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It is an interest problem.  As a corporation, should you move your members to a specific area of expertise, or should you keep your membership generalized so that all bases are covered?  That can be a hard question because different people want to do different things, and even a group of friends may have different ideas about how to grow.  Plus, if you turn out to choose wrong, maybe the pride and joy of your corporation might go down in flames.. and your reputation along with it.

So, let me give you an outsiders view of what I’ve seen happen in Eve, with both types of corporations.

First off, there are some basic rules to forming a corporation.  These things should sort of be “set in stone”.  I don’t mean you can’t change them, but they should be things that every current member and every new member know the moment they enter corp, or even if they are just thinking about joining you.

  • Corp Goals – Ideally, this should be figured out long before you even form the Corporation itself.  Now, what is a “goal”?  “Be the best module maker in all of Eve Online” isn’t a goal.  That’s a hope, not a goal.  A goal is tangible AND reachable.  A more proper goal would be: ” We wish to build Amarrian modules for use in expansion of the Amarr Empire.”  It may be a more RP-ish goal, BUT it is a reasonable and possible one.
  • A Plan – Essentially how you are going to get to that goal.  Everyone should know it.. and everyone should be actively involved in it.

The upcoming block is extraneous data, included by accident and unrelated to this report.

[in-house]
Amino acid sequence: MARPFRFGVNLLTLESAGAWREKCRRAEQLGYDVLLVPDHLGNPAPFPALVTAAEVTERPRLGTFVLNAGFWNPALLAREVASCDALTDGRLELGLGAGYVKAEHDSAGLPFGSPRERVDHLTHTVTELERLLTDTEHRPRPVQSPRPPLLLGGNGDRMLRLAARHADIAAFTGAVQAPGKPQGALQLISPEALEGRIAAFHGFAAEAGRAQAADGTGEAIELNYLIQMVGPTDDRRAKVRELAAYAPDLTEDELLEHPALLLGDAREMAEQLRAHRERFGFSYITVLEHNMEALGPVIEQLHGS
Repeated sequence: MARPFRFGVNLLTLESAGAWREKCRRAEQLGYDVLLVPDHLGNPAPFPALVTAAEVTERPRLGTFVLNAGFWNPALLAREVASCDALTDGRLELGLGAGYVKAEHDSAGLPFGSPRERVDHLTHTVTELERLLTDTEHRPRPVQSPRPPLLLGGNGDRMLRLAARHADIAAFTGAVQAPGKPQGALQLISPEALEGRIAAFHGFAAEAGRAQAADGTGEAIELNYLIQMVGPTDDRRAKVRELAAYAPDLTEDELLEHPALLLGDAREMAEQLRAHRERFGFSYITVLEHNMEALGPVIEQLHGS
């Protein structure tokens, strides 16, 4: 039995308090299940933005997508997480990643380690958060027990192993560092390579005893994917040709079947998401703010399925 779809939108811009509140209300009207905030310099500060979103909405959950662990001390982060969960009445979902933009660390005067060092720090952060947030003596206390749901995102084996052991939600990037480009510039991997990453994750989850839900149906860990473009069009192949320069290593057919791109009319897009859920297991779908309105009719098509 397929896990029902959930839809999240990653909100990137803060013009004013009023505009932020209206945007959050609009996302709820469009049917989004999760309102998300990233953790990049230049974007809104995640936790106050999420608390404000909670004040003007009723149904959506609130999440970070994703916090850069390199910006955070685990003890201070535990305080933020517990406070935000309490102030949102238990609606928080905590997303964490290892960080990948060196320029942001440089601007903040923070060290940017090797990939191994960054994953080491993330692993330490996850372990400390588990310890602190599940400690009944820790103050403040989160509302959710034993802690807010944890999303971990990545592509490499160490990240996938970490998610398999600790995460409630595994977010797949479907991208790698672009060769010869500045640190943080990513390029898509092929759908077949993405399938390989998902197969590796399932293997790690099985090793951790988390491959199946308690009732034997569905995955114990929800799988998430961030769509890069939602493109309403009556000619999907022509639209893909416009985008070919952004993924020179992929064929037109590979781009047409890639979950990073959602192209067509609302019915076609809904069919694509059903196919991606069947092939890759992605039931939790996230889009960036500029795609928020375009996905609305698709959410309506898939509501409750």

• Standards – Basically, what you will and won’t accept.  Sounds simple, but people can get crazy with this, or they can be far too lax in it as well.  Standards help establish stability, which is a core part of a corporation.  Without stability, you don’t have a corporation.
  • Presence – The directors and especially the CEO need to be on often.  Maybe not daily, but your people should never wonder when you will log on.

 The Generalized or Jack-of-all Trades Corporation

The Generalized Corporation is really a corporation made of people who like each other, but have different goals.  These corporations are usually more relaxed, more fun overall, and usually have a more diverse membership.  (Side note:  They also tend to be more social, a bonus that leads to them generally having more of the fairer sex.. i.e. women.  Women gamers tend to be fun to have because they are more talkative, more interesting, and more concerned about a corporation’s morale over iskies or kills.  Not saying they don’t have their own unique issues, however).  A generalized corp will usually have a couple guys who know about mining, a couple guys who know about PVE, a guy who knows somewhat about PVP, another who knows about scouting, someone else who knows about a good pub just down the street where you live, etc.  Overall, they are nice corps if you are just starting out in Eve Online and really wanna just get a basic feel for life in the game.